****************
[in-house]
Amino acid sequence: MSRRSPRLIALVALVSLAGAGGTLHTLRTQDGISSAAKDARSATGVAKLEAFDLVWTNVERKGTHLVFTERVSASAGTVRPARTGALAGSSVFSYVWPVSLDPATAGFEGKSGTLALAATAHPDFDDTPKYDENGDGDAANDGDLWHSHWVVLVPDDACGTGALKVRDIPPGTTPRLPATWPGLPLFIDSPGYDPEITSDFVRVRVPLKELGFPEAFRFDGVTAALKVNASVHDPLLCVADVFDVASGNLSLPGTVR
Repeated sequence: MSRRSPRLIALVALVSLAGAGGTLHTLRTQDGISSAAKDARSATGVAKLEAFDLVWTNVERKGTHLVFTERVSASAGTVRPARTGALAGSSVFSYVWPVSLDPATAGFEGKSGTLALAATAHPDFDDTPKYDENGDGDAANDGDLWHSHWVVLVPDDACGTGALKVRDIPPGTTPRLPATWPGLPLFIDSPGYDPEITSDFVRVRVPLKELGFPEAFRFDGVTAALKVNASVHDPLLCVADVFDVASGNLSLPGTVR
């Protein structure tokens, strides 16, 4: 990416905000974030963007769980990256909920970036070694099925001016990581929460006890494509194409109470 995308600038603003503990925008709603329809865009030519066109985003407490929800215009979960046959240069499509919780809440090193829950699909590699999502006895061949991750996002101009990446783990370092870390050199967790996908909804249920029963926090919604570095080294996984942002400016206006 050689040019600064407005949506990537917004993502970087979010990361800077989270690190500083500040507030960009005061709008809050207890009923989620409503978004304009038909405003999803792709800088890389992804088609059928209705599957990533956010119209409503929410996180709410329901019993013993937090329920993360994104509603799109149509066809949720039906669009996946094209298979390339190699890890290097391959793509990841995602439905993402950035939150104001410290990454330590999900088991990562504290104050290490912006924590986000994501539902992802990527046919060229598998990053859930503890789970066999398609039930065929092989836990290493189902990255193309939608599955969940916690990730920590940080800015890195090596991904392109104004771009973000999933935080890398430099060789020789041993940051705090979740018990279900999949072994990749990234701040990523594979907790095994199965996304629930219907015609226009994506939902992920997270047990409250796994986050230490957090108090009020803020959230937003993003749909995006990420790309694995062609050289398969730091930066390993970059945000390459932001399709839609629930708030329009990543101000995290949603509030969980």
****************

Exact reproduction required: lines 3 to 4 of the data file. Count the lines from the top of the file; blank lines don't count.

Repeated sequence: MSRRSPRLIALVALVSLAGAGGTLHTLRTQDGISSAAKDARSATGVAKLEAFDLVWTNVERKGTHLVFTERVSASAGTVRPARTGALAGSSVFSYVWPVSLDPATAGFEGKSGTLALAATAHPDFDDTPKYDENGDGDAANDGDLWHSHWVVLVPDDACGTGALKVRDIPPGTTPRLPATWPGLPLFIDSPGYDPEITSDFVRVRVPLKELGFPEAFRFDGVTAALKVNASVHDPLLCVADVFDVASGNLSLPGTVR
């Protein structure tokens, strides 16, 4: 990416905000974030963007769980990256909920970036070694099925001016990581929460006890494509194409109470 995308600038603003503990925008709603329809865009030519066109985003407490929800215009979960046959240069499509919780809440090193829950699909590699999502006895061949991750996002101009990446783990370092870390050199967790996908909804249920029963926090919604570095080294996984942002400016206006 050689040019600064407005949506990537917004993502970087979010990361800077989270690190500083500040507030960009005061709008809050207890009923989620409503978004304009038909405003999803792709800088890389992804088609059928209705599957990533956010119209409503929410996180709410329901019993013993937090329920993360994104509603799109149509066809949720039906669009996946094209298979390339190699890890290097391959793509990841995602439905993402950035939150104001410290990454330590999900088991990562504290104050290490912006924590986000994501539902992802990527046919060229598998990053859930503890789970066999398609039930065929092989836990290493189902990255193309939608599955969940916690990730920590940080800015890195090596991904392109104004771009973000999933935080890398430099060789020789041993940051705090979740018990279900999949072994990749990234701040990523594979907790095994199965996304629930219907015609226009994506939902992920997270047990409250796994986050230490957090108090009020803020959230937003993003749909995006990420790309694995062609050289398969730091930066390993970059945000390459932001399709839609629930708030329009990543101000995290949603509030969980």